And, of course, for typesetting mathematics, a font with serifs always looks better. Use the image from mathjax here, from the equation writer in Microsoft Word, or from other mathematical typesetting software like $\TeX$.

Note

It might be interesting to consider the comparison in the picture below, taken from chalkdustmagazine.com here.

$\hspace{4cm}$

According to the website, the six examples are:

1. Official Chalkdust font editor’s handwriting, using black Parker fountain pen
2. Professional typesetting, from a 1954 UCL maths exam paper,
3. Typewriter, from a 1985 exam paper, in a monospaced font,
4. Microsoft’s pre-2007 equation editor, using Times New Roman,
5. Microsoft’s post-2007 equation editor, using Cambria Math,
6. LaTeX, using Computer Modern.

Notice that in example 1 (handwritten), the $1$ and $n$ are centred, and the superscript $2$ is much smaller than $n$. Hence when writing, it seems to be natural to do this.

For example 2 (manual typesetting), ite seems that the typesetter is trying to centre the $1$ and $n$ as much as possible, although the $2$ is almost the same size as $n$.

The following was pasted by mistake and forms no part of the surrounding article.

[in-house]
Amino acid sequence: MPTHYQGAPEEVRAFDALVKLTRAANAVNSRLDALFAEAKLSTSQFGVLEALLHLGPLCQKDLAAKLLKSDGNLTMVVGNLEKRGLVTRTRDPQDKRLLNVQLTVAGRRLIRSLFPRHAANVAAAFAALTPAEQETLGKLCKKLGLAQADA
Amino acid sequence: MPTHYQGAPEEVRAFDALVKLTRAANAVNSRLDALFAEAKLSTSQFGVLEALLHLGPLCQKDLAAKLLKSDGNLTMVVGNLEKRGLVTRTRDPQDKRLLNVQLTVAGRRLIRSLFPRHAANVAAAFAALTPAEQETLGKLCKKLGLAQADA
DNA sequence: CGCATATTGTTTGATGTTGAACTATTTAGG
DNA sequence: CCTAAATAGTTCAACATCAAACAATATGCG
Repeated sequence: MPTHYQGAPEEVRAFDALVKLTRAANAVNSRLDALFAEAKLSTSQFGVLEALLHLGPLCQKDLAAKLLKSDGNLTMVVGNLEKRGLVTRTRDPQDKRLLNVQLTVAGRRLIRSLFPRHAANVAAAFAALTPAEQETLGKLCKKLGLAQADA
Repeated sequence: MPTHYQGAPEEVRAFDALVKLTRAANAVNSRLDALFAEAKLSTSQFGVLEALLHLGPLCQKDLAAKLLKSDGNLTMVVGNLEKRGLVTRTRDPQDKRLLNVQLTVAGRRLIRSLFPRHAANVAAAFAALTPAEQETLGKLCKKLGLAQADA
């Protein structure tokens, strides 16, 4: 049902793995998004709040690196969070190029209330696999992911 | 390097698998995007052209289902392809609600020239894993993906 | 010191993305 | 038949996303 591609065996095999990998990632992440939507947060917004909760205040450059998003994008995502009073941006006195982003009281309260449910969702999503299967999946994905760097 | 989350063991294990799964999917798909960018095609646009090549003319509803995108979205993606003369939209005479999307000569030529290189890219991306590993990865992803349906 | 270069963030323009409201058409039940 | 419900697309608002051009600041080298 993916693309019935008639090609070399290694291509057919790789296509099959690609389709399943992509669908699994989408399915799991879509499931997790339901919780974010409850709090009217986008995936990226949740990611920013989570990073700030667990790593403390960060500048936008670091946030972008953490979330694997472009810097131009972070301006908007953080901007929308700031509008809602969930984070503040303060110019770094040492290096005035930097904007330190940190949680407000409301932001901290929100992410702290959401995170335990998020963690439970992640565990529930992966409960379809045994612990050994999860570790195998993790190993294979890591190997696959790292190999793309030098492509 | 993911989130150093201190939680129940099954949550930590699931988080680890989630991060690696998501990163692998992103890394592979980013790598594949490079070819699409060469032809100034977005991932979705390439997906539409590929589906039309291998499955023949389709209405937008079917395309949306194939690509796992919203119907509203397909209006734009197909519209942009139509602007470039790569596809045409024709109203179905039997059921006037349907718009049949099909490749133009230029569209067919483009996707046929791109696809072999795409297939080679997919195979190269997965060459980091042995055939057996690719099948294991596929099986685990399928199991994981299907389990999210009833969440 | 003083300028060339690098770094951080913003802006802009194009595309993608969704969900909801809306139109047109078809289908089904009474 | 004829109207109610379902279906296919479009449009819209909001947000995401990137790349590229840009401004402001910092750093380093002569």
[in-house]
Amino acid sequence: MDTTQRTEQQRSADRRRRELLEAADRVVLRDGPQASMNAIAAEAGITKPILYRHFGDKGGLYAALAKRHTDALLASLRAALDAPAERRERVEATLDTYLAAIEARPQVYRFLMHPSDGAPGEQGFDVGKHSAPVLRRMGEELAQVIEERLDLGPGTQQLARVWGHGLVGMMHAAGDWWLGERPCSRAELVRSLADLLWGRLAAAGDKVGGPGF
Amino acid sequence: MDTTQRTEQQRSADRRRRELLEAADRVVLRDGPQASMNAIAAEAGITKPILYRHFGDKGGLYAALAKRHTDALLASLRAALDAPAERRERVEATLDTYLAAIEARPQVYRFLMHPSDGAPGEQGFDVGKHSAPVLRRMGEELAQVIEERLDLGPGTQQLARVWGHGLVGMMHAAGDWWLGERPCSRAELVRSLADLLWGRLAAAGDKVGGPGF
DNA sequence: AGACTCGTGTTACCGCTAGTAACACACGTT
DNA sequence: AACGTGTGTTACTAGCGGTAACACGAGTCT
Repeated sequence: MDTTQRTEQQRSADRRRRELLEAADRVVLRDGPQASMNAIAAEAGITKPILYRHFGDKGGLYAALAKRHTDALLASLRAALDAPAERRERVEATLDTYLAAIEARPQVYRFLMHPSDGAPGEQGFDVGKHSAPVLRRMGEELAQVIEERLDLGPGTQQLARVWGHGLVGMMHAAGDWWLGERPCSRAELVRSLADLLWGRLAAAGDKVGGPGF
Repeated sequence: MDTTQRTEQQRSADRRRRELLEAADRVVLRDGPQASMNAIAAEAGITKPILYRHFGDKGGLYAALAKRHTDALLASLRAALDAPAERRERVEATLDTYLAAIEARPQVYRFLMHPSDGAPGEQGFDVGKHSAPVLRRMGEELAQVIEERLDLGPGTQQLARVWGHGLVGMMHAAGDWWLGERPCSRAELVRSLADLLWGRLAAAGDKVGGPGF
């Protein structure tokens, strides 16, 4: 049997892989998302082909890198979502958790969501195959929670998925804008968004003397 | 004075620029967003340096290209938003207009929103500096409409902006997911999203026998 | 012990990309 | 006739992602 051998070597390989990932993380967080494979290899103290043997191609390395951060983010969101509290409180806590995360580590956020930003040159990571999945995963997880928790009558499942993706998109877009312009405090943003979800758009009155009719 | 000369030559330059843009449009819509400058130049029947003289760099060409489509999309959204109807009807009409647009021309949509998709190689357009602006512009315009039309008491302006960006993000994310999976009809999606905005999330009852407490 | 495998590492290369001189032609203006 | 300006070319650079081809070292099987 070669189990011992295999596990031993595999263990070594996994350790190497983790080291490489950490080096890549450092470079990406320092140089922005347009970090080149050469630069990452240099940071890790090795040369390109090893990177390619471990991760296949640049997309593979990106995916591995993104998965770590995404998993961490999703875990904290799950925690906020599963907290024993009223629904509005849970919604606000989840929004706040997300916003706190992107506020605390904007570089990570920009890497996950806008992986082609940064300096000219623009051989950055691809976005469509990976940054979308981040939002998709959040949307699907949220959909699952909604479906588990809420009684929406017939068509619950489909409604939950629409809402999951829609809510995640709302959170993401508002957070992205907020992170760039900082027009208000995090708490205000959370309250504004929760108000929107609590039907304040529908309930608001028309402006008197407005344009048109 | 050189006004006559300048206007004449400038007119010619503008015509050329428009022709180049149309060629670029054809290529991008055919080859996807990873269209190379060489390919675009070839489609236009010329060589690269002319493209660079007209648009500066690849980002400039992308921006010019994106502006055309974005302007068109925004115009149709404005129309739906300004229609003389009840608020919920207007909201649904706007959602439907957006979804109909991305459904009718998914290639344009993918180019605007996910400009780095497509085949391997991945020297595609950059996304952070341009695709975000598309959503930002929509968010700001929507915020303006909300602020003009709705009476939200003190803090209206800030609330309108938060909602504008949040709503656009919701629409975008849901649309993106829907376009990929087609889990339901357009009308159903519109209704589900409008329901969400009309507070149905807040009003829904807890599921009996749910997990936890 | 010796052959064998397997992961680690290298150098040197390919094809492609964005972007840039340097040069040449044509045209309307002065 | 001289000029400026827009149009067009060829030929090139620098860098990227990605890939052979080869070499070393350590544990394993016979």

For examples 4,5,6 (all computer typesetting systems), the $n$ is off-centre. However, for example 4, the spacing and font size of superscript $2$ seems to be much more pleasing in that it is placed higher than $n$ and is also smaller in size.

• Your superscript 2 in $\pi^2$ is bigger than the superscript 2 in $n^2$, which looks odd to me. – Nathaniel Dec 23 '16 at 7:21
• Yes you noticed that. Somehow I find that the standard font size for $2$ in $\frac 1{n^2}$ is too large and almost the same size as $n$. However, when the same is applied to $\frac {\pi^2}{\cdot}$ it looks ok. – hypergeometric Dec 23 '16 at 7:31
• For each fraction individually I agree with you, but I think being inconsistent looks worse than using the standard $n^2$. You could use small superscripts for all of them I suppose. – Nathaniel Dec 23 '16 at 7:47
• @Nathaniel - Good. Let's see how that looks. – hypergeometric Dec 23 '16 at 7:57
• It's so hard not to keep nit-picking... now it looks strange because (i) there is a vertical gap between the top of the $pi$ and the baseline of the $2$, which isn't there in the $n^2$ expression, and (ii) because the superscript in $(-1)^{n+1}$ is still in the original size, as are the expressions above and below the summation sign. For point (i) I'm not really sure why that's happening, since the height of the $\pi$ character looks essentially the same as that of the $n$. I think now I'd hedge towards using the original superscript size throughout, while keeping the centred fractions. – Nathaniel Dec 23 '16 at 8:04